The so-called nullification bill that Republican state legislators worked so hard to pass is now dead.
Gov. C.L. "Butch" Otter vetoed it in favor of his own executive order, which blocks portions of President Barack Obama's health care reform law.
The order says state agencies cannot implement or receive federal dollars for the Patient Protection and Affordable Care Act.
Otter said the bill, HB298 was too strict of an interpretation.
"The bill went further than what the authors intended it to do," said Otter. "It basically said you couldn't plan anything that looks like 'Obamacare.'"
The governor said Idaho has been working on a health insurance exchange for the past five years to help consumers understand their options. House Bill 298 would have handed over control of that exchange to the federal government.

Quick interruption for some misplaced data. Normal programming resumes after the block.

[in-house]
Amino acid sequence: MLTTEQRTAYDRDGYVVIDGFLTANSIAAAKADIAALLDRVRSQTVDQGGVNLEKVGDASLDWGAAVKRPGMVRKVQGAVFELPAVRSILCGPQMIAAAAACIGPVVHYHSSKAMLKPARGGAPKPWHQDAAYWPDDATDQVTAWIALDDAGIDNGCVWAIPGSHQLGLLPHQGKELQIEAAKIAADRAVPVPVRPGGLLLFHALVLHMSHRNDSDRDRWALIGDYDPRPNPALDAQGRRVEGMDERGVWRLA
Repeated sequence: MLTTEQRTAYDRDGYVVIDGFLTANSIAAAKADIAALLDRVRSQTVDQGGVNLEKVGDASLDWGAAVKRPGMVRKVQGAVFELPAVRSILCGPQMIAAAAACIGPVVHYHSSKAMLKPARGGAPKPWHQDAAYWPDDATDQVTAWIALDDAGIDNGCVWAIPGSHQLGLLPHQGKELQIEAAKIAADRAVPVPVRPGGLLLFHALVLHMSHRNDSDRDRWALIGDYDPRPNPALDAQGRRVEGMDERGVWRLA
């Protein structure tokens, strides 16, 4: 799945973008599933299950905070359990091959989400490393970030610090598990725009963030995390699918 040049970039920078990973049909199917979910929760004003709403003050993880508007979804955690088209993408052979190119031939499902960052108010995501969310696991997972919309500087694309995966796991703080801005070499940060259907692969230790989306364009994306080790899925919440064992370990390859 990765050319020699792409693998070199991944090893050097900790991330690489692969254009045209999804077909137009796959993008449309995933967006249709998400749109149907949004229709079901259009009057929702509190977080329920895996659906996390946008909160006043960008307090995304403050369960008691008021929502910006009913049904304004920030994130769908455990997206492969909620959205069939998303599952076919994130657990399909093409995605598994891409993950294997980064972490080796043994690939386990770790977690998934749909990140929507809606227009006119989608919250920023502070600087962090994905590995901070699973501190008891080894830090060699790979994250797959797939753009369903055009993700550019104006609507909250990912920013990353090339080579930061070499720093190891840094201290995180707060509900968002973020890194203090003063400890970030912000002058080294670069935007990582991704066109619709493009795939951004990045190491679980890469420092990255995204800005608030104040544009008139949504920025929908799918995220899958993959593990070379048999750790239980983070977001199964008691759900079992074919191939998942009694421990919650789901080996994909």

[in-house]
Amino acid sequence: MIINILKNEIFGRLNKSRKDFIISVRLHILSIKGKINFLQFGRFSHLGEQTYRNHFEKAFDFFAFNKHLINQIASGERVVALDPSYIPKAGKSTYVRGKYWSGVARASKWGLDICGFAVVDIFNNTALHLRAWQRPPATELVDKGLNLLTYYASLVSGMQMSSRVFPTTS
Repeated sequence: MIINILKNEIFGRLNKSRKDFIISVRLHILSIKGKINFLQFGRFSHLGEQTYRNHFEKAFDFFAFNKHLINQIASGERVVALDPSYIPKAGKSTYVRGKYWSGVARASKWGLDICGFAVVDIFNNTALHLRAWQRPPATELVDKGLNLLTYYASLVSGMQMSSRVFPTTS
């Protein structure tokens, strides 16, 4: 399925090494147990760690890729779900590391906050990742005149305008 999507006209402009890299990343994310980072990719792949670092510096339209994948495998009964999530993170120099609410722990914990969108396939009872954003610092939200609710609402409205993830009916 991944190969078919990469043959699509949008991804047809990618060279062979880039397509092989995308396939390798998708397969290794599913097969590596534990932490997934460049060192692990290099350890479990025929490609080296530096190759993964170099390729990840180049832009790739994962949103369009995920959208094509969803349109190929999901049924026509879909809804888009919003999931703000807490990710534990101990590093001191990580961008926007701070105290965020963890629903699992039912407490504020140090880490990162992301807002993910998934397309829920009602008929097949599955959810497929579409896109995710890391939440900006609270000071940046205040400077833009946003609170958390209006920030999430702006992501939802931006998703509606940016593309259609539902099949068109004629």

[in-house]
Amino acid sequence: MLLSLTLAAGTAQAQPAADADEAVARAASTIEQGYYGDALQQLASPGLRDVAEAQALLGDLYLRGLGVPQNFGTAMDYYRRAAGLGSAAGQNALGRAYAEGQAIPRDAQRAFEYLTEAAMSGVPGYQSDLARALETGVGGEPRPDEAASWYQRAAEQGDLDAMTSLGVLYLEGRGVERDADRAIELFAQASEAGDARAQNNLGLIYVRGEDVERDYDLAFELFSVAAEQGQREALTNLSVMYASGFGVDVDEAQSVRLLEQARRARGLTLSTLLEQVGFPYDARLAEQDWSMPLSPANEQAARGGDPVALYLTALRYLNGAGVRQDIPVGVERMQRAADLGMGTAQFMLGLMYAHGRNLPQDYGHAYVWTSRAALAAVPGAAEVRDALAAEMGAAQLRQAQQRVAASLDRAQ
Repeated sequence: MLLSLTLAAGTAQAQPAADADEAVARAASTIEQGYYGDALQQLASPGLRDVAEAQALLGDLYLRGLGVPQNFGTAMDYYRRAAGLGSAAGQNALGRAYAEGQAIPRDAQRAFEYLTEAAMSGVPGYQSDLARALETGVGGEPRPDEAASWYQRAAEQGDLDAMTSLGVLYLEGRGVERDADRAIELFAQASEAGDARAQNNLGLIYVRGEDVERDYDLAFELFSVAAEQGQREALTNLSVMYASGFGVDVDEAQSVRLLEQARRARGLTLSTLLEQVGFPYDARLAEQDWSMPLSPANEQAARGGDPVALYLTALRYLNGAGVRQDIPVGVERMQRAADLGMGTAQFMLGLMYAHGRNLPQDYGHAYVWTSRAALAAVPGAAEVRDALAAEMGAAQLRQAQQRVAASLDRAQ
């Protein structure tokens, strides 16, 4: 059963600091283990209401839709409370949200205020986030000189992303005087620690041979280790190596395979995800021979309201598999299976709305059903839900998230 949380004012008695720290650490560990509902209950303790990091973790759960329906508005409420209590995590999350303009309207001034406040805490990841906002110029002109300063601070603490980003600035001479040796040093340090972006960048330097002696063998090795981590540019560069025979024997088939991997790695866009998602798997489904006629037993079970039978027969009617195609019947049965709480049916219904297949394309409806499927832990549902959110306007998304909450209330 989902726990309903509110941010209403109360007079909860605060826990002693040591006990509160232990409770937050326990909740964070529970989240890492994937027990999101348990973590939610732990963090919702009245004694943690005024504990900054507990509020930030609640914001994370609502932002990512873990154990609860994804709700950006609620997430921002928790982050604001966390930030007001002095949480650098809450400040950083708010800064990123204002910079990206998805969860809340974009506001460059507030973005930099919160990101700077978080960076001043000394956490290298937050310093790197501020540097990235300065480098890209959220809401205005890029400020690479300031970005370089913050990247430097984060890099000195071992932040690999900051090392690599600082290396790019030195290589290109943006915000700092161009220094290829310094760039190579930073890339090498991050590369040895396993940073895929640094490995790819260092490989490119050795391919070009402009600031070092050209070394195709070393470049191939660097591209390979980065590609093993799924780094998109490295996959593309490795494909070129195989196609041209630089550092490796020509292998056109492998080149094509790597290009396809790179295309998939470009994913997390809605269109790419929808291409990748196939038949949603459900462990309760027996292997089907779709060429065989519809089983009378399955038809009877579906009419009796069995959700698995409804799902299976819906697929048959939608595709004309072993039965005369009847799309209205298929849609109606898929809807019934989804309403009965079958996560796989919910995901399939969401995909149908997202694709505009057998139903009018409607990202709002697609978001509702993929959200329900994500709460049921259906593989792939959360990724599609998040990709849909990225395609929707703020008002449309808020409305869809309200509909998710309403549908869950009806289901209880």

In a letter to the secretary of state, Otter said the bill "can impose regulations and requirements that discourage or make it impossible for insurers to offer affordable health coverage to individuals and small employers in Idaho."
People in Idaho Falls had mixed reactions.
"I hope some big states follow, like Texas and California, that say they don't want to be part of the health care lot either," said Simon Burke.
"I think that too many people in Idaho don't have health care and this will just make it more difficult for those who can't afford health care to get health care," said Barbara Condon.
"I feel like the federal government has the right idea, that health care needs to be improved," said Christopher Hanning. "But I believe strongly that there's a better way; there's another way."
The Supreme Court is expected to eventually hear the case against Obama's health care reform.